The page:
NDCA November Newsletter

2018

  • Early Bird Registration
  • Congratulations Newly Credentialed Judges
  • Friday Night Lights to Competition Heights
  • NDCA Featured Member: Joni May
  • How to Video: Spider

Vegas Lights Are Calling You!

Come join us for the 2nd Annual NDCA National Coaches Conference in Vegas May 16 - 18. We know that it is only November, but opening registration now gives you the opportunity to get a GREAT PRICE and submit paperwork to your school/studio early. Do something for yourself today by registering for a weekend of education, connection, and rejuvenation. By the end of the season, you will need it!
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Congratulations to Newly Credentialed Judges!

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The NDCA is proud to announce the following people have completed the 3 required courses to be NDCA Proficient Credentialed Judges.


Kari Jensen

Kali Lighty

Nicole Vanek

Taylor Pacovsky

Reyna Crothers

Laurie Copeland

Megan Quiring

Melanie Stise

Alesha Dugger

Carlee Green

Cassidy Howell

Ashley Thomas

Jessica Vaughn

Sara Little

Elizabeth Hathaway

Bob Berheide


Are you interested in becoming a judge? Join us at the NDCA Conference in May. Can't make it? Online credentialing information coming soon!

Friday Night Lights to Competition Heights

We want to feature you and your dancers! Send us your favorite action shot photos from Game Day, Practice, and Competitions to:


membership@nationaldancecoaches.org


We can't wait to see your photos!

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Featured Member - Joni May

The NDCA is excited to introduce Joni May, our next Featured Member. Joni stepped on to the NDCA stage as a Co-Director of the Judging Credential Program. When hearing her speak, it is obvious that she is bright, knowledgeable, and passionate about all things dance team. You can check out her bio (below). Here are some questions we asked Joni about coaching and judging.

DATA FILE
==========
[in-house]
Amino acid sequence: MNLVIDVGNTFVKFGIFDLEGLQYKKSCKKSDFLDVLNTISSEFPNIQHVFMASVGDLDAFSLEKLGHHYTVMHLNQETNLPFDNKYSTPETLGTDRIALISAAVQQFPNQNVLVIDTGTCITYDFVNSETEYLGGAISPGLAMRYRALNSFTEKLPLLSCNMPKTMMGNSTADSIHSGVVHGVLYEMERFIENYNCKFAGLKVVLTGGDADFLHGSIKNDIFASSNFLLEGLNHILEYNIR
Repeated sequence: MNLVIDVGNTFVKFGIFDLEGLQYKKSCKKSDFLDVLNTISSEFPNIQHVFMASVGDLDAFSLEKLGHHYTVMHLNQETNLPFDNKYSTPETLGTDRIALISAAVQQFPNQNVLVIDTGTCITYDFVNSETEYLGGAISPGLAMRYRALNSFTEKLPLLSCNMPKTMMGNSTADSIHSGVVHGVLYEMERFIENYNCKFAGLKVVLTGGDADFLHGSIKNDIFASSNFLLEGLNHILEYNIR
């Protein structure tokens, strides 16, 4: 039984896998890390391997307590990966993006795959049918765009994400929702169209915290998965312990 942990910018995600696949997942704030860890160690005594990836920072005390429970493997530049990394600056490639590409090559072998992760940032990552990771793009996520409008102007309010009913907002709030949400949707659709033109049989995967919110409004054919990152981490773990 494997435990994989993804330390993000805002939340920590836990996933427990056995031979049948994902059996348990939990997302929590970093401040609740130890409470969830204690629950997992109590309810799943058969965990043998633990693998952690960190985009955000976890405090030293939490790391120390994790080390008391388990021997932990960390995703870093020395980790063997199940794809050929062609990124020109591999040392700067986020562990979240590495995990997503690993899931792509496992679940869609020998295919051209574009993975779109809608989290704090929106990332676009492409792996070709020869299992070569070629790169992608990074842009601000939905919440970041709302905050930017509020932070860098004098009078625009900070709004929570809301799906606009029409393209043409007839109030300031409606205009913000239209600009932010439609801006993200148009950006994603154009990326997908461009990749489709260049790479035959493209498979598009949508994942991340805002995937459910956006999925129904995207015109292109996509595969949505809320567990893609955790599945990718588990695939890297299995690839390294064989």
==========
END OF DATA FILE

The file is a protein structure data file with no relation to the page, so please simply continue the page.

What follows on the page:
What trends are you seeing in coaching?

I recently heard a statistic that 10 years ago, the average coach lasted about 6 years. Now, it’s 1.5. There are great coaches out there, but in recent years there has been less peer support/sense of community and greater demands being placed on coaches. Some coaches also look at the position as that of a temporary outside vendor vs. being the leader of a program. I do believe that coaches who have a place like NDCA to share, learn, and support each other, coach longer and are happier in their positions.


As a consultant, you go in and work with many different teams. What coaching characteristics do you find consistent when working with successful programs?

1. Healthy Mental Health Practices – I think this is the most important thing that separates successful programs from unsuccessful ones. In successful programs, I see coaches and team leaders fostering collaboration, providing support, and creating a psychologically safe place for everyone in the program. All members feel valued and understand their roles. If that culture is not developed, everything becomes a much bigger struggle. I have seen physically talented teams implode because those things weren’t put in place first.

2. Articulated Goals - The coach is able to verbalize what the goals are. This includes micro goals for each practice all the way to macro goals for the year. Goals must be achievable and all members must understand what their role is to help reach the goals.

3. “Lead from Where You Stand” Attitude - All team members appreciate the role of leadership and take ownership of leadership tasks. Whether that position is serving as a role model for younger dancers or teaching and cleaning during practice, everyone understands that they have a role and commit to fulfilling that role.